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I'm creating a new object like this:

TestObject->new(@array1, @array2)

My new method looks like this:

sub new {
  my $class = shift;
  my $self = {};

  my $self->{Array1} = shift;
  my $self->{Array2} = shift;

  bless($self, $class);

  return $self;
}

As a simple test to access the data, I'm trying this, and then once I get it working, I can build more meaningful logic:

sub mymethod {
  my $self = shift;
  my $param = shift;

  my $array1Value = shift(my $self->{Array1});
  my $array2Value = shift(my $self->{Array2});

  print $array1Value." ".$array2Value;
}

But when I call mymethod, I get this error:

Type of arg 1 to shift must be array (not hash element) at Tests/MyObject.pm line 21, near "})"

Suggestions? I read this page on Perl data structures, but they don't have examples for creating a hash of arrays using arguments to a method using shift. So my problem might be there.

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1  
What exactly is this? shift(my $self->{Array1}) –  innaM Nov 16 '09 at 15:16

4 Answers 4

up vote 0 down vote accepted

you need to derefernece the array ref:

@{$self->{Array2}}

By the way if you are using OO I emphatically suggest you look into Moose. It will make your life much easier!

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6  
I think you'd need to reference it in the first place though too, right? Like ->new(\@array1, \@array2)? –  Kev Nov 16 '09 at 14:27
    
That worked. When I tried that, I just tried @$self->{Array2}, forgetting the { and } around $self->{Array2}. –  Thomas Owens Nov 16 '09 at 14:27
2  
This answer completely ignores the problem of passing real arrays into a function, which means the code might compile but will DTWT. –  darch Nov 16 '09 at 17:46

When you pass arrays as parameters, they are flattened. You can pass references to them. See perlsub

#!/usr/bin/env perl

package foo;

sub new {
    my $class = shift;
    my $self = {};

    $self->{Array1} = shift;
    $self->{Array2} = shift;

    bless($self, $class);

    return $self;
}

sub mymethod {
  my $self = shift;
  my $param = shift;

  my $array1Value = shift( @{$self->{Array1}} );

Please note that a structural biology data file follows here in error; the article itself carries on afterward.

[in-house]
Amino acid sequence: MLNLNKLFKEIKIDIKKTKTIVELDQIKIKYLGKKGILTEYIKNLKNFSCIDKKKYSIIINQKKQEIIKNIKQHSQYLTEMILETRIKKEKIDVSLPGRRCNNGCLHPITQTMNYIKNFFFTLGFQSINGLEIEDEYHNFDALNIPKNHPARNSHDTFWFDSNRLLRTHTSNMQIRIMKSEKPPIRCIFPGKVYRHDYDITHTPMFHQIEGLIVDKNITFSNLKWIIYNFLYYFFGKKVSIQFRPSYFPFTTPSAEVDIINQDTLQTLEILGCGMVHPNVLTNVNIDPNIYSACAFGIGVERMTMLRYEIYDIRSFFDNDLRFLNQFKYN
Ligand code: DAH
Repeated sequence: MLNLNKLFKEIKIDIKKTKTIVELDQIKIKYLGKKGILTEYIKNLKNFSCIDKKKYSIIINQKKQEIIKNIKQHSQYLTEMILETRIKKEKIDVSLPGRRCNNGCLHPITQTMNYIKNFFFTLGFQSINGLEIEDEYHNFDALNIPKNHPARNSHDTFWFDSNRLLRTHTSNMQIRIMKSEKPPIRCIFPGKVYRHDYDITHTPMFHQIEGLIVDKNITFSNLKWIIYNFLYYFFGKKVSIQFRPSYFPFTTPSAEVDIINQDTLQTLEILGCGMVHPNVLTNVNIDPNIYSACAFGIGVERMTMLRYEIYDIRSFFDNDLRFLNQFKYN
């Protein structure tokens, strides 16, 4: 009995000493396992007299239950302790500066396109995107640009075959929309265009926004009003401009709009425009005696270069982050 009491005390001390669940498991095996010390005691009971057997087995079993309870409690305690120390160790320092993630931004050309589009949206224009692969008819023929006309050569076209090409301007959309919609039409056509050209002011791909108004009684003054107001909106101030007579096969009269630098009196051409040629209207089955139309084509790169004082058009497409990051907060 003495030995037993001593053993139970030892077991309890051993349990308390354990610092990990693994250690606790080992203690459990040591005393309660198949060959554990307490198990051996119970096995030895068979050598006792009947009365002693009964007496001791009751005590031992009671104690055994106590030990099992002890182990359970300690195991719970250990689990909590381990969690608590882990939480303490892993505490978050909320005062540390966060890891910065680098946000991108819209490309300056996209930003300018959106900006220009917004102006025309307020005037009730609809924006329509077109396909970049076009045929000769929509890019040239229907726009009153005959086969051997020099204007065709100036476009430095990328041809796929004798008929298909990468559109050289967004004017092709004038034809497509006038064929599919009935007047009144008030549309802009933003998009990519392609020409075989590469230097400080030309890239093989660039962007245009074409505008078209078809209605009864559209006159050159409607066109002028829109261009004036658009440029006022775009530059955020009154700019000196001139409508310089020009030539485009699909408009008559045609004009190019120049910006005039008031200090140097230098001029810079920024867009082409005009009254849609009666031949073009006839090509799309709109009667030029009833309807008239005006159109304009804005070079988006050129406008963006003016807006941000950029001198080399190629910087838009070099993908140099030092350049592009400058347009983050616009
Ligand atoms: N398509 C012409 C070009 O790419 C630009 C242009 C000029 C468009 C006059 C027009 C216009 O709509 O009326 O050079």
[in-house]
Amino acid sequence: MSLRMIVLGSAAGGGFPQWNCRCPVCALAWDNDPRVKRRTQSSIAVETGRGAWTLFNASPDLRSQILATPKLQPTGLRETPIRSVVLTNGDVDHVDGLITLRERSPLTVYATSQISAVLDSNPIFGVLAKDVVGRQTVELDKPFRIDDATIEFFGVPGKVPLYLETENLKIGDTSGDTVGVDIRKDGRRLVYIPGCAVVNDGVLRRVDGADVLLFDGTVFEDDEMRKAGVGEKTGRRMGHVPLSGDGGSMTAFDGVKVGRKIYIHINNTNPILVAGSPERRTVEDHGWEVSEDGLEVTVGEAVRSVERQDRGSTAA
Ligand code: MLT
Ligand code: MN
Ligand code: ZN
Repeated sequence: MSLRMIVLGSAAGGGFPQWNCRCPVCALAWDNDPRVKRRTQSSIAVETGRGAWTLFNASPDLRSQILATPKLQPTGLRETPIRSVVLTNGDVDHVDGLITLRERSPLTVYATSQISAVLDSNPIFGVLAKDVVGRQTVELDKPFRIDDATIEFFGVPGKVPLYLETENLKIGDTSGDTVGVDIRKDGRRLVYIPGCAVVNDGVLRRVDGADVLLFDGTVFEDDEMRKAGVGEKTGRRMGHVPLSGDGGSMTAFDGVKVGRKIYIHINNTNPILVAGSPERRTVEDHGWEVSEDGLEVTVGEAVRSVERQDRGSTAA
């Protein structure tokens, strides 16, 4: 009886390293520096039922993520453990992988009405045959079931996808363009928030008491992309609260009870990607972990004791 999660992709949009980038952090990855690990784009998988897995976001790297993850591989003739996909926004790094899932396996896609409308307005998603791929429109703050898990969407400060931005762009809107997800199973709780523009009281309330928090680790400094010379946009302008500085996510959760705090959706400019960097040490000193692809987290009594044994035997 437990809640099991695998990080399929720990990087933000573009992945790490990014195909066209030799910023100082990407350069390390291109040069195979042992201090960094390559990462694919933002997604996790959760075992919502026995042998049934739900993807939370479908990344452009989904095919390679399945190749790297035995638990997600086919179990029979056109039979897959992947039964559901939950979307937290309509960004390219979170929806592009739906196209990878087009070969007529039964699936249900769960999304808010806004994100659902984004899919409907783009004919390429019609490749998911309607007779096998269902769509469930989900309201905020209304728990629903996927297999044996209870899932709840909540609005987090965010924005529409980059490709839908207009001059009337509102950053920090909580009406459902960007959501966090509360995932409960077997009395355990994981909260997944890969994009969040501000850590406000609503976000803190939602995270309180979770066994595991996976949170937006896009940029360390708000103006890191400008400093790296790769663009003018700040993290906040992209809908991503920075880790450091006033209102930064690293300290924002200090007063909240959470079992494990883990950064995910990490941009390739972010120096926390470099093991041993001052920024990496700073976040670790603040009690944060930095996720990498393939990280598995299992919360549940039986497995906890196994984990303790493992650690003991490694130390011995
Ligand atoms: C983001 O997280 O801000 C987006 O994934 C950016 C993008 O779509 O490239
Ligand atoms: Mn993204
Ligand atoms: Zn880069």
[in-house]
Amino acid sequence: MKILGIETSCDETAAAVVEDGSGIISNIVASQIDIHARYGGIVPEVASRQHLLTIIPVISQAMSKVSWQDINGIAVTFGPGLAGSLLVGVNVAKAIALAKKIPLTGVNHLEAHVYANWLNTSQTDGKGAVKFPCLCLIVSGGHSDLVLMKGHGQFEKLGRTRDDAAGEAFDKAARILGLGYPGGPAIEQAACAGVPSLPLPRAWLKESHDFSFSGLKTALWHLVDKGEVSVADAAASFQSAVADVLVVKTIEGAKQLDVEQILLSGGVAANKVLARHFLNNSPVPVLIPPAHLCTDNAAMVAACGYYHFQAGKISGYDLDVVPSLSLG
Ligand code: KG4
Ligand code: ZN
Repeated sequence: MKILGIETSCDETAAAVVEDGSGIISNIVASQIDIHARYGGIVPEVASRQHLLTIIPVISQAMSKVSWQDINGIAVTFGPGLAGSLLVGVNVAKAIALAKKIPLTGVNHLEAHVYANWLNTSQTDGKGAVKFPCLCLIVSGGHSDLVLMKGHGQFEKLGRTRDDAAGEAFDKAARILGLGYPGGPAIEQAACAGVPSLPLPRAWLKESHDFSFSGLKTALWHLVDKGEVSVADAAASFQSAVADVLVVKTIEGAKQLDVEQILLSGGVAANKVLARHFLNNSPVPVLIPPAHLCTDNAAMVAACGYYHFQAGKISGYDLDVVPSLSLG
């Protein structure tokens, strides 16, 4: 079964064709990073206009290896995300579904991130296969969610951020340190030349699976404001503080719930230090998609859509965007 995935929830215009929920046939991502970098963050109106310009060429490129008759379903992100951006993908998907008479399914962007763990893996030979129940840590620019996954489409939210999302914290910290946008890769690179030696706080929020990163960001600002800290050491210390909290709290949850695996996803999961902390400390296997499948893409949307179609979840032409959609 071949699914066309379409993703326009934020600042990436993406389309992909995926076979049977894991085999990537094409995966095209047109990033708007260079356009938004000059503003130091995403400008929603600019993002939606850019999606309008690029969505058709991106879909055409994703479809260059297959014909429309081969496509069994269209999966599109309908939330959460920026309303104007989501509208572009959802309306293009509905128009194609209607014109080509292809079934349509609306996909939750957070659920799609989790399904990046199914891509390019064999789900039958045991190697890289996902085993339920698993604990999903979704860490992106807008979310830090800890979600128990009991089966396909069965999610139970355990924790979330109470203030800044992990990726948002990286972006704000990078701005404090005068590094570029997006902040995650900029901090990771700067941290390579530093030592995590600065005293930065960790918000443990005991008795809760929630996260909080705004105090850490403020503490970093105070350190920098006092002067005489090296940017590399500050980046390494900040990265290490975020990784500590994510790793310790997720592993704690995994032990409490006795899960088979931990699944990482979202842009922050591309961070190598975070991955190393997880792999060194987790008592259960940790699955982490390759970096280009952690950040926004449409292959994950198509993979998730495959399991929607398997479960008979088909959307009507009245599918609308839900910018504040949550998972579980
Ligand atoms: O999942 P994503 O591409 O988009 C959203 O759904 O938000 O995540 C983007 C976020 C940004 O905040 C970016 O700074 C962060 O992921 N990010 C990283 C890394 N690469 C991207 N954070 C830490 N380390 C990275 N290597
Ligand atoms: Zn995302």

my $array2Value = shift( @{$self->{Array2}} );

  print "$array1Value $array2Value\n";
}

package main;

my @a = ( 0, 1, 2);
my @b = ( 3, 4, 5);
my $o = new foo( \@a, \@b );;
$o->mymethod;
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3  
Minor nit: Do not use indirect object syntax in Perl (new Foo as opposed to the better Foo->new). Cf. perldoc.perl.org/perlobj.html#Indirect-Object-Syntax –  tsee Nov 16 '09 at 14:42
    
See also stackoverflow.com/questions/429657/… –  Ether Nov 16 '09 at 18:27
1  
Don't use all lowercase package names either. –  Sinan Ünür Nov 17 '09 at 4:03

you have to use pointers to arrays, not arrays in this case:

  TestObject->new([@array1], [@array2])

and then later

my $array1Value = shift(@{$self->{Array1}});
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3  
new(\@array1, \@array2) will be much more efficient since [@foo] creates a new anonymous array and then (shallowly) copies the elements of @foo into that whereas \@foo creates a reference to the existing array. Also note that in Perl, we generally refer to this as a reference, not as a pointer. There are no C-like pointers in Perl. –  tsee Nov 16 '09 at 14:40
1  
this is exactly because I am generally using [] syntax instead of \@. The object is supposed to encapsulate data; it can not be responsible for whatever happens to those arrays outside of its context. The question of efficiency IMO will be raised only in rare cases where we have to handle HUGE volumes of data and fine-tune data copying –  catwalk Nov 16 '09 at 15:10
1  
catwalk: then you may want a deep copy (e.g. Storable::dclone); [@foo] will copy the values in @foo, but the new array will still be connected to the values accessible from the old if the values are themselves references. –  ysth Nov 16 '09 at 15:47
1  
[replacing previous, completely wrong-headed comment:] The encapsulation problem should be relegated to the callee, actually. Let the caller use whatever he wants; if you want to be insulated to changes in the arguments, make the copy in the callee. –  darch Nov 16 '09 at 17:57
2  
You guys have just come up with a very common test case: pass some data to a method and then alter that data in the caller; does the object's version of the data also get altered? It's surprising how often this is overlooked! –  Ether Nov 16 '09 at 18:26

You're shifting an arrayref instead of an actual array.

The syntax ytou're probably looking for is:

my $array1Value = shift @{ $self->{Array1} };
my $array2Value = shift @{ $self->{Array2} };

Note how the array is dereferenced using @.

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3  
Also beware that this will be modifying the original array, not a copy of it. –  Kev Nov 16 '09 at 14:30
    
I supposed that's what he wants, as he's using shift instead of subscripting, but it's still worth mentioning. +1 –  JB. Nov 16 '09 at 14:45
    
It is indeed what I want. –  Thomas Owens Nov 16 '09 at 14:53

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